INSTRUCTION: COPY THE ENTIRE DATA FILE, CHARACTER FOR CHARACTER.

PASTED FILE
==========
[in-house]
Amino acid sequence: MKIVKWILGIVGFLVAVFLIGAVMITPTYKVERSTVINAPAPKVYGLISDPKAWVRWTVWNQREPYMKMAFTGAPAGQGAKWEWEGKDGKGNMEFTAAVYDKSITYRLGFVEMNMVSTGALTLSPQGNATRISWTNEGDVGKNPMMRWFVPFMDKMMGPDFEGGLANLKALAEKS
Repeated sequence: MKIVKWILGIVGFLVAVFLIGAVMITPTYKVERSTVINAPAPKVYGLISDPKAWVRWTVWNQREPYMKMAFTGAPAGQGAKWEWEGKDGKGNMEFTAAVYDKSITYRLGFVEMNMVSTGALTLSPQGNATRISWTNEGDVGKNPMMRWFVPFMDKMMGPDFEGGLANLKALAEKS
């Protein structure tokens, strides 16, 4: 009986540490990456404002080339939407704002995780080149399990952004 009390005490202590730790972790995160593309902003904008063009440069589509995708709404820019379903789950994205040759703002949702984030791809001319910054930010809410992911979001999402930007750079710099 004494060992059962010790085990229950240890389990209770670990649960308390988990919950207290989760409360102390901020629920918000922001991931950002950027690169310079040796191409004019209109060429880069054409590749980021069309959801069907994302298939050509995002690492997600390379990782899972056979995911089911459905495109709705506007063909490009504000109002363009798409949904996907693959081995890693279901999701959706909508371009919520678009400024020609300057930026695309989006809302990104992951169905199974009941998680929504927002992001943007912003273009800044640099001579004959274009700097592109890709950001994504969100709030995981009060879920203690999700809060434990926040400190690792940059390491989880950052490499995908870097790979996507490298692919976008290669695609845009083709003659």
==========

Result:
[in-house]
Amino acid sequence: MKIVKWILGIVGFLVAVFLIGAVMITPTYKVERSTVINAPAPKVYGLISDPKAWVRWTVWNQREPYMKMAFTGAPAGQGAKWEWEGKDGKGNMEFTAAVYDKSITYRLGFVEMNMVSTGALTLSPQGNATRISWTNEGDVGKNPMMRWFVPFMDKMMGPDFEGGLANLKALAEKS
Repeated sequence: MKIVKWILGIVGFLVAVFLIGAVMITPTYKVERSTVINAPAPKVYGLISDPKAWVRWTVWNQREPYMKMAFTGAPAGQGAKWEWEGKDGKGNMEFTAAVYDKSITYRLGFVEMNMVSTGALTLSPQGNATRISWTNEGDVGKNPMMRWFVPFMDKMMGPDFEGGLANLKALAEKS
């Protein structure tokens, strides 16, 4: 009986540490990456404002080339939407704002995780080149399990952004 009390005490202590730790972790995160593309902003904008063009440069589509995708709404820019379903789950994205040759703002949702984030791809001319910054930010809410992911979001999402930007750079710099 004494060992059962010790085990229950240890389990209770670990649960308390988990919950207290989760409360102390901020629920918000922001991931950002950027690169310079040796191409004019209109060429880069054409590749980021069309959801069907994302298939050509995002690492997600390379990782899972056979995911089911459905495109709705506007063909490009504000109002363009798409949904996907693959081995890693279901999701959706909508371009919520678009400024020609300057930026695309989006809302990104992951169905199974009941998680929504927002992001943007912003273009800044640099001579004959274009700097592109890709950001994504969100709030995981009060879920203690999700809060434990926040400190690792940059390491989880950052490499995908870097790979996507490298692919976008290669695609845009083709003659």